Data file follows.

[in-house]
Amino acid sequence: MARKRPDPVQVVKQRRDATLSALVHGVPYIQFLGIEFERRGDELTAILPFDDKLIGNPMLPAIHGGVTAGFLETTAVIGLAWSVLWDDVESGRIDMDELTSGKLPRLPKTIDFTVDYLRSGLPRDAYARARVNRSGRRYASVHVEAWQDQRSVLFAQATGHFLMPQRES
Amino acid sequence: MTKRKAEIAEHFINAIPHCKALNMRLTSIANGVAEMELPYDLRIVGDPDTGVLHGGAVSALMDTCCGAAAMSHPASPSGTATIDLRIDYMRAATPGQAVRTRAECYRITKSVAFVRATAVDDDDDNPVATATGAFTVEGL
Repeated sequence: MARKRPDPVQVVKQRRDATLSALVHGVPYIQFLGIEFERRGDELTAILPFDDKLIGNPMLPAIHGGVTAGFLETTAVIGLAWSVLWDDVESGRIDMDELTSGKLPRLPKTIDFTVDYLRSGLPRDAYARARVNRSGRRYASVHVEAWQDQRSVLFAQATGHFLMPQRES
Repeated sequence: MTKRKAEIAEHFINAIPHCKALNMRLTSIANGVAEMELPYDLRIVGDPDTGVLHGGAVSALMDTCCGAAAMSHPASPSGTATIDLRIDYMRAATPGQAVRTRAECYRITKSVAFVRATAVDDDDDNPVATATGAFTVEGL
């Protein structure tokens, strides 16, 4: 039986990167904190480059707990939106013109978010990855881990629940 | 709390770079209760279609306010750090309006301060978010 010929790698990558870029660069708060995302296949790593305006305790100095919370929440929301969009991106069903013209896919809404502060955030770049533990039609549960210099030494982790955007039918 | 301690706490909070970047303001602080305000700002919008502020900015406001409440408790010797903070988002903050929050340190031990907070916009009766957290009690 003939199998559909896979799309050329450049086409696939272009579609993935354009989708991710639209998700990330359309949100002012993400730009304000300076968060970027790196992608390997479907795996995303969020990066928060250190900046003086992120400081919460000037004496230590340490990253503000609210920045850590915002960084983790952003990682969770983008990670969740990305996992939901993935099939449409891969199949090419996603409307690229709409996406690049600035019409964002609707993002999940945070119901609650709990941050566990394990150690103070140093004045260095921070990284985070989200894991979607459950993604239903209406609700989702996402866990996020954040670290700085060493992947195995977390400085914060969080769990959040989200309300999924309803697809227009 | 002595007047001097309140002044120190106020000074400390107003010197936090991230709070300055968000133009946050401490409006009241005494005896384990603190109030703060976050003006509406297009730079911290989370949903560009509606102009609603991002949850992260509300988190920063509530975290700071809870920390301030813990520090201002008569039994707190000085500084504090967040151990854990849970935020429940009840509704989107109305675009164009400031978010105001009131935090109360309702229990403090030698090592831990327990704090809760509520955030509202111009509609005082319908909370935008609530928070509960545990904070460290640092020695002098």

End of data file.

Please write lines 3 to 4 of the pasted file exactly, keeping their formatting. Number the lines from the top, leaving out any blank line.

Amino acid sequence: MTKRKAEIAEHFINAIPHCKALNMRLTSIANGVAEMELPYDLRIVGDPDTGVLHGGAVSALMDTCCGAAAMSHPASPSGTATIDLRIDYMRAATPGQAVRTRAECYRITKSVAFVRATAVDDDDDNPVATATGAFTVEGL
Repeated sequence: MARKRPDPVQVVKQRRDATLSALVHGVPYIQFLGIEFERRGDELTAILPFDDKLIGNPMLPAIHGGVTAGFLETTAVIGLAWSVLWDDVESGRIDMDELTSGKLPRLPKTIDFTVDYLRSGLPRDAYARARVNRSGRRYASVHVEAWQDQRSVLFAQATGHFLMPQRES